Anecdote and grapevine over the last six years or so. Pain science has caught on in the UK, lectures are well attended and there is a danger in my opinion that practitioners lacking mileage could dismiss patients' claims that there must be something wrong with them, because pathology is rare.

                    We don't routinely work up MSK cases to the extent that you do in the USA and the younger generations of UK physios have less exposure to ward and clinic based experience than previous generations.

                    There has been a documented problem with UK physios missing cases of cauda equina syndrome. The lack of red flag testing and failure to manage has led to litigation. The taking and documentation of adequate case history and asking relevant questions on subsequent visits gives a better chance of timely intervention.

                    The same goes for dizzy patients, I may have a working diagnosis of visual vertigo and/or BPPV but I'm still going to keep an eye out for CNS and CVS red flags.

                    There is a reluctance to talk to patients about pathology in case it is nociceptive, it needn't be and forewarned is forearmed.
                    Jo Bowyer
                    Chartered Physiotherapist Registered Osteopath.
                    "Out beyond ideas of wrongdoing and rightdoing,there is a field. I'll meet you there." Rumi

                    Comment


                    • #11
                      Wow. I can appreciate your concern.
                      I never thought I'd say this, but the lawsuit crazy cultures here may have had a good side-effect: focus on red flags - always.
                      We don't see things as they are, we see things as WE are - Anais Nin

                      I suppose it's easier to believe something than it is to understand it.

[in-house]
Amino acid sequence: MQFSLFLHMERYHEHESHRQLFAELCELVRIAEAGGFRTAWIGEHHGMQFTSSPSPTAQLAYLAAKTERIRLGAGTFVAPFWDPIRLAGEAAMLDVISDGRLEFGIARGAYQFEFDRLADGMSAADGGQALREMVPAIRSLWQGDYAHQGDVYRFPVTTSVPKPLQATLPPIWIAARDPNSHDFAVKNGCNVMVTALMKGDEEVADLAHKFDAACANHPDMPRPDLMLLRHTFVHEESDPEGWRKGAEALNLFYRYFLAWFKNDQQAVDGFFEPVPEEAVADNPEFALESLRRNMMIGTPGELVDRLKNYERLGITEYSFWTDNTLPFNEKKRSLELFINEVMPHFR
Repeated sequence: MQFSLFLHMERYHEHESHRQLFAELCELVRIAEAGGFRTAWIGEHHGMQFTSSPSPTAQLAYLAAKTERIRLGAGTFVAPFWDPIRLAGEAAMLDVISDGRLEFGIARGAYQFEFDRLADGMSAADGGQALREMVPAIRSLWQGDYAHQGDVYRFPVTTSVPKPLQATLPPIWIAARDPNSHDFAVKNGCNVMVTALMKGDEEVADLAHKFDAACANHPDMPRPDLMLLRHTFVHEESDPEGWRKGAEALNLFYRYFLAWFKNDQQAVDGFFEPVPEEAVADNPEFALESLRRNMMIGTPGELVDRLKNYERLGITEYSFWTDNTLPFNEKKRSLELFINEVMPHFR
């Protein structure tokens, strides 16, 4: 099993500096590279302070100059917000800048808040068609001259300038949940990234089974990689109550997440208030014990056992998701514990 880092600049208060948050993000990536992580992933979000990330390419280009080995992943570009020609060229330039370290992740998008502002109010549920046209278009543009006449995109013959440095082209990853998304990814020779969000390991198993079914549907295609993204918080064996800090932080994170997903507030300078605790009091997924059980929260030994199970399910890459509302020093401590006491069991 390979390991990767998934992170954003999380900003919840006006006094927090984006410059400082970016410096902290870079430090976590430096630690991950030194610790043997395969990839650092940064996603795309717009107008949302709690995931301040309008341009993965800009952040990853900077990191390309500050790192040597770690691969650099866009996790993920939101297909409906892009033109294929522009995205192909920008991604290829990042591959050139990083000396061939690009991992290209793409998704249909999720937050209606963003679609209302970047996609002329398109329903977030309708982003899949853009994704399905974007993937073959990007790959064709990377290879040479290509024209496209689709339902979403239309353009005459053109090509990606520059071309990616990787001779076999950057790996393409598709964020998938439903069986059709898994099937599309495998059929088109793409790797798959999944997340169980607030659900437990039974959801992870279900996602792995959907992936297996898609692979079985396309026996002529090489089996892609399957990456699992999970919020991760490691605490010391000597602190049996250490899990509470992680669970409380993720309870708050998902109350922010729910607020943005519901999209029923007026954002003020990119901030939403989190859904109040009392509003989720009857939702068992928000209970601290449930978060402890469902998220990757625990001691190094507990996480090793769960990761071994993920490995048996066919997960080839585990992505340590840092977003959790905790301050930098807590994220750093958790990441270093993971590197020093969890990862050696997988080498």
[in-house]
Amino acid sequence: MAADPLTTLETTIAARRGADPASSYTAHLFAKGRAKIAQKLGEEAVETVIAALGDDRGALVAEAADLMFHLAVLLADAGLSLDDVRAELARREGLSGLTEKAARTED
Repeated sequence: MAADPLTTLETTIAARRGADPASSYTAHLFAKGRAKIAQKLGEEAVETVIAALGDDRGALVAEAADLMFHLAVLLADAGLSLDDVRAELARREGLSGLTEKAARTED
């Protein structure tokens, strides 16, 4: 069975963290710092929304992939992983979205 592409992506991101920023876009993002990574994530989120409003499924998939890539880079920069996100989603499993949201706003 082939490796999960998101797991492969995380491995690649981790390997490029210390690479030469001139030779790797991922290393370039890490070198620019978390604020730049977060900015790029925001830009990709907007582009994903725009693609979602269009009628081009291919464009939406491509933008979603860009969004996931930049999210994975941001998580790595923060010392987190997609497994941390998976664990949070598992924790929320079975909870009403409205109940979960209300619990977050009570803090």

Cmdr. Chris Hadfield on rise of poor / pseudo science

                      Pain is a conscious correlate of the implicit perception of threat to body tissue - Lorimer Moseley

                      We don't need a body to feel a body. Ronald Melzack

                      Comment


                      • #12
                        Originally posted by advantage1 View Post
                        This is a division I hear often when discussing pain science and the BPS approach. Why does it have to be one or the other (Biomedical vs. BPS)?
                        It doesn't! The BPS model incorporates the biomedical....that's the 'bio' is it not?! The pendulum swings in emphasis, dependent on clinical examination, surely. My PT training was imbedded in the BPS model and we covered red-flags thoroughly. Screening for them is not complicated but of course very necessary.

                        Comment


                        • #13
                          I find these discussions interesting - mainly because it seems like we are blaming a particular framework (pain science or a BPS approach) for a particular outcome (missed red flags).

                          I find it interesting because pain science has NOT caught on in America (not yet anyway), and yet people still miss red flags all the time. Just this week I had a gentlemen who had been to 2 different doctors with symptoms that looked just like compartment syndrome - but nobody actually did a test to rule it out. Someone did an MRI on his knee which showed a torn meniscus and MCL strain and apparently thought that was enough to explain how his entire foot goes numb when he moves it, excruciating pain in the anterior compartment, and a general picture that suggested to me that he didn't belong in my clinic. I'm still waiting on further results. This hasn't been the first time where I have seen something missed because somebody wanted to fit a patient's presentation into their favorite paradigm.